Marines, celebrities come together to battle Hurricane Sandy destruction
By Staff Sgt. Nate Hauser
| U.S. Marine Corps Forces Reserve | November 04, 2012
TOMS RIVER, N.J. --
Piles of debris, burnt down houses and overturned cars littered the once picturesque streets of the North Jersey Shore. The 80 mph winds and torrential rains of Hurricane Sandy left a trail of destruction in its wake, leaving many families without adequate shelter, power or basic necessities. Amidst this scene of incredible destruction, a group of volunteers gathered to help rebuild their community.
4th Marine Logistics Group
6th Motor Transport
6th Motor Transportation Battalion-4th Marine Logistics Group
Dnacing with the Stars
Marine Forces Reserve
As the citizens of Toms River and the surrounding townships organized donated relief supplies, the unmistakable sound of a 7-ton truck could be heard in the background.
The Marines have landed
An all-volunteer team, comprised of seven Marines from the 6th Motor Transportation Battalion, 4th Marine Logistics Group, had arrived to help distribute the much-needed donations. Equipped with two 7-ton trucks and a desire to help their community in a time of need, these “Devil Dogs” were a welcome addition to the effort in rebuilding after Hurricane Sandy.
The need for such heavy-duty logistical support originated from a source almost 3,000 miles away. Kirstie Alley, known for her role in the TV show Cheers, realized the desperate need for help following the hurricane. So she contacted a friend in the Jersey Shore area and gave her $10,000 to buy supplies to be distributed to those in the hardest hit areas.
“I was watching the news and I saw interviews with people saying that they weren’t getting any help,” said Alley.
There was only one problem; the fleet of mini-vans and pickups owned by the volunteers was inadequate to move such a large amount of goods. Fortunately, the town of Toms River had an ace up their sleeve, a Marine Reserve unit less than 20 miles away.
“The Marines stopped what they were doing and came right over as soon as they heard we needed help,” said Traci Sirota, a Toms River resident and volunteer.
Convoy on the move
With the Marines on deck, the reinforced group of volunteers was now ready to move their goods in to the ravaged neighborhoods along the Atlantic coast. Boxes upon boxes of diapers, canned foods, clothes and blankets were loaded into the back of the towering military vehicles. A human chain of servicemembers and civilian good Samaritans provided the manpower to load the vital supplies.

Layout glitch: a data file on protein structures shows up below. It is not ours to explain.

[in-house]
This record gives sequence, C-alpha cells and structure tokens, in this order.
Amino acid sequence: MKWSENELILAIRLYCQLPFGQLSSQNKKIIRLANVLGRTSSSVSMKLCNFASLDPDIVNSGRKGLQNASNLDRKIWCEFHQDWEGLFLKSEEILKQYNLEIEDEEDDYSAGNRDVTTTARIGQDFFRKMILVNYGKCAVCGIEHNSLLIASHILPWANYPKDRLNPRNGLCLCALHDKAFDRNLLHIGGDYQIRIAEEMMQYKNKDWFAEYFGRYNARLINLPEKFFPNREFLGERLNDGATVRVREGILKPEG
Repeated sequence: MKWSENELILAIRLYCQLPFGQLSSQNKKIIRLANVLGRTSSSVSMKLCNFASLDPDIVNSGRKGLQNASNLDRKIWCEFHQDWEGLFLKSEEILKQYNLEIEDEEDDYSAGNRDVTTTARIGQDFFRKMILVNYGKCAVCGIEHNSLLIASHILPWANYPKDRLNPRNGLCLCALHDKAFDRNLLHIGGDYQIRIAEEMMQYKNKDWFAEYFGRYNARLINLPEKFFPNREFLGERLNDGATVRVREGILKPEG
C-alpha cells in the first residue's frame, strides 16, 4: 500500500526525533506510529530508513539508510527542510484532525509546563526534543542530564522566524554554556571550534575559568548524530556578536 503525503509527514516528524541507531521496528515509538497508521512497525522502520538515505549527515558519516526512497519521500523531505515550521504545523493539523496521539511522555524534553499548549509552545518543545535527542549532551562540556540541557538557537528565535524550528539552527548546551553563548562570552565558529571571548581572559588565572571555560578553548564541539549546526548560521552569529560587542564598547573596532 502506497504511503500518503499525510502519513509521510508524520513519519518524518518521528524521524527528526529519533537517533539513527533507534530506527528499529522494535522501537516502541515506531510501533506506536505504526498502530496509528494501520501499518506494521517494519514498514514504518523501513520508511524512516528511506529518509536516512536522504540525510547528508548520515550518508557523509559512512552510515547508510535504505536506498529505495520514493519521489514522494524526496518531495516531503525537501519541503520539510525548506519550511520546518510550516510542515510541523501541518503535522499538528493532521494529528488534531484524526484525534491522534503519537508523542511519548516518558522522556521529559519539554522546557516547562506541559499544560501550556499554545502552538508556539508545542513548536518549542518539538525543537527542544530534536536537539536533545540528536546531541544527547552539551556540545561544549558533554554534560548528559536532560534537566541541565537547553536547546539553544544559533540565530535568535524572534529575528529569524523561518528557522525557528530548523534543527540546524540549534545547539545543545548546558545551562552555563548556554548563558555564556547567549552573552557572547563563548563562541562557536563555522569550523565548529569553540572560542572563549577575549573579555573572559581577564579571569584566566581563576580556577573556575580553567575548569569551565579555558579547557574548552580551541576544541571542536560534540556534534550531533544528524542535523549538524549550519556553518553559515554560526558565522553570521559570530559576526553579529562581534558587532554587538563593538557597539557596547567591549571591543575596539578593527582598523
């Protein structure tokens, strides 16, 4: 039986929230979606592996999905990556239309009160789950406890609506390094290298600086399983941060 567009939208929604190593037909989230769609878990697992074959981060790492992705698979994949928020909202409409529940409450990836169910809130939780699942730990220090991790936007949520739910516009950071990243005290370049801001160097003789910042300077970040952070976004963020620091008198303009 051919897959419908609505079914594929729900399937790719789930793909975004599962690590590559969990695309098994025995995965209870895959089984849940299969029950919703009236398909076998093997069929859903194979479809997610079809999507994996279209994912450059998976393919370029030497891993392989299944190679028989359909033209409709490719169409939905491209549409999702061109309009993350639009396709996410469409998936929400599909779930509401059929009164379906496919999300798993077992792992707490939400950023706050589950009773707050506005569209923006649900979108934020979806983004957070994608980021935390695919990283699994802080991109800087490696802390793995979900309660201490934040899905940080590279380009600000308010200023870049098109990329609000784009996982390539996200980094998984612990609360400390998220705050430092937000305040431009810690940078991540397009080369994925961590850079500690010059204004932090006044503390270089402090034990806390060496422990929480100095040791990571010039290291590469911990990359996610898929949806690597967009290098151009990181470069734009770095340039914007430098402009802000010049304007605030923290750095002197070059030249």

"It's something that I can do to give back to the people around here that have nothing,” said Sgt. Eduardo Rivera, a motor transport operator with 6th Motor Transportation Bn. and a Dover N.J. native. “This is our state, and we're trying to get it back to the way that it was."
Having loaded their vehicles it was time for the Marines to move their precious cargo.
A convoy of cars interspersed by green-camouflaged trucks hit the sand covered streets en route to distribution points throughout Ocean County. Vehicles honked and people waved as the trucks drove through the devastated town.
“We’re going to do whatever it takes to rebuild our community,” said Rivera. “Every person we can help makes the challenge of being a Marine all worth it.”
Once at their destination, the Marines set upon the daunting task of unloading and reorganizing the cache of relief supplies. As they worked, the rumble of a second truck could be felt approaching, delivering the last of the day’s donations.
“It’s awesome, I’m so impressed. We couldn’t have done it without the Marines,” said Sirota.
A job well done
As the day came to an end the Marines removed their helmets and body armor, leaving them standing in sweat-soaked cammies. Seemingly unaffected by the biting northeastern cold, the leathernecks of 6th Motor Transportation Bn. conversed with their civilian counterparts about the day’s events.
“You guys kicked butt,” and “oorah Marines,” were among the many sentiments carried by the wind amongst the recently filled storage units, stocked with soon-to-be-distributed goods.
“It was so great to know that the Marines were there. We didn’t even know that we would have this kind of support … I guess it’s just comforting to know that the Marines can provide this kind of help in a time of need,” said Alley.
The Marines said their goodbyes and moved back to their trucks, they had 5:30 a.m. wake-up call the next day, moving fuel to support the local infrastructure.
As one Marine unit turns in for the day another stands ready to assist should the need arise. The 26th Marine Expeditionary Unit is currently postured off the New York/New Jersey coast, able to provide generators, fuel, clean water, and helicopter lift capabilities to aid in disaster relief efforts.